The Agency began the tests on honey because of concerns about a lack of controls on the use of veterinary drugs in China. In the latest results, illegal residues of chloramphenicol were found in 10 out of 16 samples. In the EU it is illegal to use chloramphenicol on animals where they, or their products, are destined for human consumption.
A meeting of independent scientific experts, convened by the Agency to assess whether the residues pose a risk to consumers, concluded that the levels found pose an extremely small risk. The main known risk from chloramphenicol relates to aplastic anaemia, a rare but serious blood disorder that affects 50 to 100 people a year in the UK. Chloramphenicol may also be linked to cancer.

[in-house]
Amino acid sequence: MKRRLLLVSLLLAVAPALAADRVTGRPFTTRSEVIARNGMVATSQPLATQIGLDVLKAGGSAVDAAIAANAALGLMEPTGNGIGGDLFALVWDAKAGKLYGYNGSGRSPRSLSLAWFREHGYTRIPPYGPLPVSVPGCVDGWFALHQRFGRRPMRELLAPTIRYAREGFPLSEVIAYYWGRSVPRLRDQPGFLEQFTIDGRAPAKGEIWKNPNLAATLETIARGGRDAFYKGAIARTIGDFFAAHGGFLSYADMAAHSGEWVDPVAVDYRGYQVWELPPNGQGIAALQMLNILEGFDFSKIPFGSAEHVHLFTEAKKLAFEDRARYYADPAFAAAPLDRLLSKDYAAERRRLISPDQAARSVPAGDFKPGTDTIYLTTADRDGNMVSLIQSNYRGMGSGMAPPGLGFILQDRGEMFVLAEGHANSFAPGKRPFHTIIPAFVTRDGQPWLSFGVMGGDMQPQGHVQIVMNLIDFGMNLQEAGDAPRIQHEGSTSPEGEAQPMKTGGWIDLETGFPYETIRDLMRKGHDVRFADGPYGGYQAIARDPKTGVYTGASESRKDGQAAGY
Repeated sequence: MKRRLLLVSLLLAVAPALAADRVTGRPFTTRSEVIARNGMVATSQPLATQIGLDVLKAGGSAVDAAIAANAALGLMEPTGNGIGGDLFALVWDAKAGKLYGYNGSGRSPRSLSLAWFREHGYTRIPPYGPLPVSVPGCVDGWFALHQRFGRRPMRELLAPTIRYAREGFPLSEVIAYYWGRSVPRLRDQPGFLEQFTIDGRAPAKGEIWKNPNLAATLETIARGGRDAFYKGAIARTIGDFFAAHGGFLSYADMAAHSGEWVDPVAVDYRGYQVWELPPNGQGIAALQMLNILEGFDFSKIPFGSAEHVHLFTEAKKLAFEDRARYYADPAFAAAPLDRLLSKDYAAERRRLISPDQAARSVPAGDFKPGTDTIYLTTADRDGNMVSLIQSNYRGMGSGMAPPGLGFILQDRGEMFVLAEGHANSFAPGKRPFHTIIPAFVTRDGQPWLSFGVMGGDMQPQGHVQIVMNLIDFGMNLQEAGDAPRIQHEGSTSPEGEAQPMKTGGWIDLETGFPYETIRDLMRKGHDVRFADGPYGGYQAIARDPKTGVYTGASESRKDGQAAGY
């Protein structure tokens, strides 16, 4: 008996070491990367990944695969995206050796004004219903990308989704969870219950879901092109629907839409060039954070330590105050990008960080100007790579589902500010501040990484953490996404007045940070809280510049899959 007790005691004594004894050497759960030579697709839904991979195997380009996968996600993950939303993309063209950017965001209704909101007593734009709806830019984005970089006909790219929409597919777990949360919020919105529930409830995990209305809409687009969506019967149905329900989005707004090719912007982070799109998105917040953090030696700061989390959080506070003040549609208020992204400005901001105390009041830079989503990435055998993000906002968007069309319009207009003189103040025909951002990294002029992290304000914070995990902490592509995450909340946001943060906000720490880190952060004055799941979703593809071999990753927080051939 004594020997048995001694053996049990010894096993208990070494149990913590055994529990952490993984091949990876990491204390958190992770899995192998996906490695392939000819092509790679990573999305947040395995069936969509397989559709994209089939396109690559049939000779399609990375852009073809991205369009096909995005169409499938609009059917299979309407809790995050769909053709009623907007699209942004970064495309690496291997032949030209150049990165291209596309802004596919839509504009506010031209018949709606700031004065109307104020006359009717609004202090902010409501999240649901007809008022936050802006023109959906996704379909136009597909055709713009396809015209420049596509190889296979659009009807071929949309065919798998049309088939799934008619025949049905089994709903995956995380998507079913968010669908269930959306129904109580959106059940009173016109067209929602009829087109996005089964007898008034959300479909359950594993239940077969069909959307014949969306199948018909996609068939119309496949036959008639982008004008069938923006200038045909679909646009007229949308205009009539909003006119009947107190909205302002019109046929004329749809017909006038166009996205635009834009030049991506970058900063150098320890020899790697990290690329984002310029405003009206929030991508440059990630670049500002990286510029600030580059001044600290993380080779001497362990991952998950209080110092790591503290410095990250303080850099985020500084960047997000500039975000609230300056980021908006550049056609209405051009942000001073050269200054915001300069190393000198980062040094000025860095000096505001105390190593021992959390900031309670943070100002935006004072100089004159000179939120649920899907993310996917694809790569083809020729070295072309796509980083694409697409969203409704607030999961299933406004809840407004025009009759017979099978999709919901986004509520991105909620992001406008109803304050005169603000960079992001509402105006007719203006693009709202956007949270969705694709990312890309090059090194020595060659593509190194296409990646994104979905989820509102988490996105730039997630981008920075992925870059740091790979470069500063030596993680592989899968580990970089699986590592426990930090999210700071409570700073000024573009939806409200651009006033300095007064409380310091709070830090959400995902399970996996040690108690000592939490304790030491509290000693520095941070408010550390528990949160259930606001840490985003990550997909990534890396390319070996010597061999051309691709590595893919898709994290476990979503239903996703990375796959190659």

The Agency advises that, because of the extremely small risk, people can continue to eat honey they have already bought, regardless of the country of origin. This advice also applies to foods that contain honey, where the risk is even lower.